We all learnt one crucial lesson from Syriza’s victory in the Greek election last week – voters can halt the European Central Bank (ECB). Or in other words, protest coalitions can trump elite consensus. In places like Spain and France, this effect may not work through immediately, but it is being absorbed.
Thus Greece and the Eurozone crisis are back in the news, again. And in reality, they have never gone away, as I noted last May at the time of the European elections:
- “Investors believe that Germany will be happy to pick up the bills for the problems in the PIIGS
- This, of course, is wishful thinking – Germany will not, and cannot, afford the cost involved
- Thus in reality the potential break-up of the Eurozone has only been delayed by the ECB’s bluff, but not avoided“
So now we are coming back to the issue which has been hiding under the carpet all along, and has never gone away.
This dates back to the very start of the process towards monetary union 25 years ago. That was when then German Chancellor Kohl and French President Mitterrand agreed that monetary union had to be accompanied by political union.
They jointly proposed an inter-governmental conference that would “ensure unity and coherence of the union’s economic, monetary and political action“. But unsurprisingly, this political union never happened, for the simple reason that France did not want to give up its national sovereignty.
But you can’t be half-pregnant. And the issue has therefore refused to go away. At heart, in the case of Greece’s debt this means:
- Either the Germans have to support the Greeks financially, and the Greeks have to play by the agreed rules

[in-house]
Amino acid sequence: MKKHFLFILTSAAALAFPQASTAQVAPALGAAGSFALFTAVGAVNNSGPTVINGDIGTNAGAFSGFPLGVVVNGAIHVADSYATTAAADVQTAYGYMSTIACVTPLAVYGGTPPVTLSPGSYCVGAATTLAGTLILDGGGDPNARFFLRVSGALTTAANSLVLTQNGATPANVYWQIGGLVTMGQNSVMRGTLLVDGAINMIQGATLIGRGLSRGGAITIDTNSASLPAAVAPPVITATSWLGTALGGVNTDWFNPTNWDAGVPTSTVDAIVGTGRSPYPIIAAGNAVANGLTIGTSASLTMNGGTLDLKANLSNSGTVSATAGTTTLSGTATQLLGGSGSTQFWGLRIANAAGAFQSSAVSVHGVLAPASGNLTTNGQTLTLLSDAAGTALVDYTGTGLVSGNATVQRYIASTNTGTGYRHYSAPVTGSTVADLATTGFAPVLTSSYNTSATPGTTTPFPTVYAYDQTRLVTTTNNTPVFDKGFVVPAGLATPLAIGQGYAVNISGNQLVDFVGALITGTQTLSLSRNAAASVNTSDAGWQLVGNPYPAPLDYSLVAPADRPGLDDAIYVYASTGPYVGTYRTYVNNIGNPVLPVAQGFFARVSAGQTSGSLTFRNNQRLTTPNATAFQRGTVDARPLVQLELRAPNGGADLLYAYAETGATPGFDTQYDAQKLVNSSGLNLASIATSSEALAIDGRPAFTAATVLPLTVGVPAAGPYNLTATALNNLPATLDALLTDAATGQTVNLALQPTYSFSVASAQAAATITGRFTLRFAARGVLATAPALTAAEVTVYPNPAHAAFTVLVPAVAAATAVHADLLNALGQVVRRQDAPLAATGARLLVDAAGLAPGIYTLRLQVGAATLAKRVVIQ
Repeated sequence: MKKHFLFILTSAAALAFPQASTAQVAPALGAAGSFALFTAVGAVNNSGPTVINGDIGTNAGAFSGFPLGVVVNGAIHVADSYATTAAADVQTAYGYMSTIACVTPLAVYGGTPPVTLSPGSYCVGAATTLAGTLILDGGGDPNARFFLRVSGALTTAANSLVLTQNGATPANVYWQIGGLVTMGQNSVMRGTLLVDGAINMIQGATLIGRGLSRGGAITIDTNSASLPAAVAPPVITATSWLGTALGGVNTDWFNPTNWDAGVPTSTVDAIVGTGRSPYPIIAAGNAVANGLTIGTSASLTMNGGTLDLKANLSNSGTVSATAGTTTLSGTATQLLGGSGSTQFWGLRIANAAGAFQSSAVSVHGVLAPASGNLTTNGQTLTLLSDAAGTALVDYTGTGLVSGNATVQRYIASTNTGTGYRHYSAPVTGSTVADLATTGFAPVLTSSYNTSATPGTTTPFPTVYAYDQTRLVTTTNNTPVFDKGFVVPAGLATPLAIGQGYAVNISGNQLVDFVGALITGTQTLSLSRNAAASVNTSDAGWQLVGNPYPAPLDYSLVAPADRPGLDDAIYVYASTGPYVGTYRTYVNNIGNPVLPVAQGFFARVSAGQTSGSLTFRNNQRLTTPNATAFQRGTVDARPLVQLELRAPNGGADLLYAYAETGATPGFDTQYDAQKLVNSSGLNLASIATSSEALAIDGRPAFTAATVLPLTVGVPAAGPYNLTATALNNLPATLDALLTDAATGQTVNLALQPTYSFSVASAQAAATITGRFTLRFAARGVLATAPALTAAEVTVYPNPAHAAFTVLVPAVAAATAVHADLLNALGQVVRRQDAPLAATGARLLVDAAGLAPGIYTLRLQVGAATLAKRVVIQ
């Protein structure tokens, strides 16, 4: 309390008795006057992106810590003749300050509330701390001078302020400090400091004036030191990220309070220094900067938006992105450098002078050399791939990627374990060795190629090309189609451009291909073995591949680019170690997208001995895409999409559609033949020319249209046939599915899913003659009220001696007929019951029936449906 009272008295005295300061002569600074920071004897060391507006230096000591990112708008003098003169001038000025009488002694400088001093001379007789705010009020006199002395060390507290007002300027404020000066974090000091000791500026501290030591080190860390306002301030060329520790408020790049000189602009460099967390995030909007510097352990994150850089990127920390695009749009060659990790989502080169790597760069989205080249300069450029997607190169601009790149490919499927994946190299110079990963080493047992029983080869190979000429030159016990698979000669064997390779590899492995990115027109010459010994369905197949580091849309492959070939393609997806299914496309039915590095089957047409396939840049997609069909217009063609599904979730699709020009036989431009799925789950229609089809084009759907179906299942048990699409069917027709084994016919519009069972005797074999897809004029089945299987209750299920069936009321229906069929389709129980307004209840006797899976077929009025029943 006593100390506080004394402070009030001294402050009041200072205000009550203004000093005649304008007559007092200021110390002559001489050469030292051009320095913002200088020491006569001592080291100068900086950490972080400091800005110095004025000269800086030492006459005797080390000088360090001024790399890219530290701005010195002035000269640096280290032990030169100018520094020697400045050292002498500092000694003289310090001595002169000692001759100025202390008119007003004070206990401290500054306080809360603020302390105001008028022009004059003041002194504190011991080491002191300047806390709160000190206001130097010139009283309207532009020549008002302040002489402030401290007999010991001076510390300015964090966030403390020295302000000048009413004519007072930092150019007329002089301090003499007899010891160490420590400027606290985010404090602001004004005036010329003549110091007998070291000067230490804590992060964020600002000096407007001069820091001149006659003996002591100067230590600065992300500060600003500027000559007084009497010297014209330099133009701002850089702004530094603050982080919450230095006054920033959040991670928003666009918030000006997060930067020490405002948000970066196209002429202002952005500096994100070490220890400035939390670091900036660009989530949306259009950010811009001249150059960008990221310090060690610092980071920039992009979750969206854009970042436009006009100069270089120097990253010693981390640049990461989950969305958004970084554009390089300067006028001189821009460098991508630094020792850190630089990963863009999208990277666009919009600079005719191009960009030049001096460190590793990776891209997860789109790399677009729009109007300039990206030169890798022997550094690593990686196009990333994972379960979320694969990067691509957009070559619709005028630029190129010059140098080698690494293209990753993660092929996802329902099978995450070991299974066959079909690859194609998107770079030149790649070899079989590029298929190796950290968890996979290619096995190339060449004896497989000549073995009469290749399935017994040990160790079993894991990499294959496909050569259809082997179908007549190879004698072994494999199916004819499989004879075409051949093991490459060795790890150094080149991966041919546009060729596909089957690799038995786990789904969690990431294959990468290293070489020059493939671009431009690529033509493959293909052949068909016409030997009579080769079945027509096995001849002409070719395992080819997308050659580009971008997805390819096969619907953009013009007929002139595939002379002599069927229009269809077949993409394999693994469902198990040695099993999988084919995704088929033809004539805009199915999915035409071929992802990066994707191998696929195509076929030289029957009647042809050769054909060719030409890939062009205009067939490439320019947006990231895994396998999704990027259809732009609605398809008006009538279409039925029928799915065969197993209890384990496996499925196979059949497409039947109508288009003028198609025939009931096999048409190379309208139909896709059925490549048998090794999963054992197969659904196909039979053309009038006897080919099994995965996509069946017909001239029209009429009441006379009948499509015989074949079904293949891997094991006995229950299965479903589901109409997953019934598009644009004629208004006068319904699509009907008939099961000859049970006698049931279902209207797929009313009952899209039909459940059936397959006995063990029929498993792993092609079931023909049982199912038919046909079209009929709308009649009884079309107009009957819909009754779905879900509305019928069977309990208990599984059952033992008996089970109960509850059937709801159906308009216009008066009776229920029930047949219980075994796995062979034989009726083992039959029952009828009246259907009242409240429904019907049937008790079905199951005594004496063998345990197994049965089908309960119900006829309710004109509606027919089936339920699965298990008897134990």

- Or, both countries are free to what they want to do as separate nation states
Put like this, it is obvious why the issue was never resolved.
What is also becoming clear is that developments since Greece’s first default in 2012 have made the problem worse not better. They have confirmed my worst fears then, that it marked only “the end of the beginning of the Crisis“. Today, it has instead now become a fault-line on the North-South political divide within Europe:
- For many Northerners, it is a morality play as well as an economic and political issue. This is particularly true in Germany, where the word for debt, Schuld, also means guilt
- While for Greeks, and many Southerners it is an existential crisis of “can’t pay, won’t pay”. There is no ‘business as usual” scenario possible for the new Syriza government
In the meantime, as Reuters has noted, the real beneficiaries of the crisis are the other populist parties on the right and left of the political spectrum. If agreement cannot be reached in the next few weeks, then a broader upheaval in Europe’s political landscape becomes more and more likely.